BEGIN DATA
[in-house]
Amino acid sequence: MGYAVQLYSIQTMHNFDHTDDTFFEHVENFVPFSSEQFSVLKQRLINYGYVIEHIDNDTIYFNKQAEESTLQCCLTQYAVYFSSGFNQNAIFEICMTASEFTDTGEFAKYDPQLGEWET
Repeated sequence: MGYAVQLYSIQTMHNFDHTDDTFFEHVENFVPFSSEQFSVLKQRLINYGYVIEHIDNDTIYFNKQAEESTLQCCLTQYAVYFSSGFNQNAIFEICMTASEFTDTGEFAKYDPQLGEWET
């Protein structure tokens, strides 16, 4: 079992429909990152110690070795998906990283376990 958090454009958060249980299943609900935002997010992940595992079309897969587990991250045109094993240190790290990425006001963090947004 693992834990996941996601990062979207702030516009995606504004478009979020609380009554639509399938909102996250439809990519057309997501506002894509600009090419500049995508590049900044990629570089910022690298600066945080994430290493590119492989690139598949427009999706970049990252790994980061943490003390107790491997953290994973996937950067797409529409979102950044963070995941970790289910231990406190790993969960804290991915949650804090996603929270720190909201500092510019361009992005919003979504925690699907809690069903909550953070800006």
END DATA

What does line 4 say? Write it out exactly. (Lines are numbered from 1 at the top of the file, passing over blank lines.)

């Protein structure tokens, strides 16, 4: 079992429909990152110690070795998906990283376990 958090454009958060249980299943609900935002997010992940595992079309897969587990991250045109094993240190790290990425006001963090947004 693992834990996941996601990062979207702030516009995606504004478009979020609380009554639509399938909102996250439809990519057309997501506002894509600009090419500049995508590049900044990629570089910022690298600066945080994430290493590119492989690139598949427009999706970049990252790994980061943490003390107790491997953290994973996937950067797409529409979102950044963070995941970790289910231990406190790993969960804290991915949650804090996603929270720190909201500092510019361009992005919003979504925690699907809690069903909550953070800006």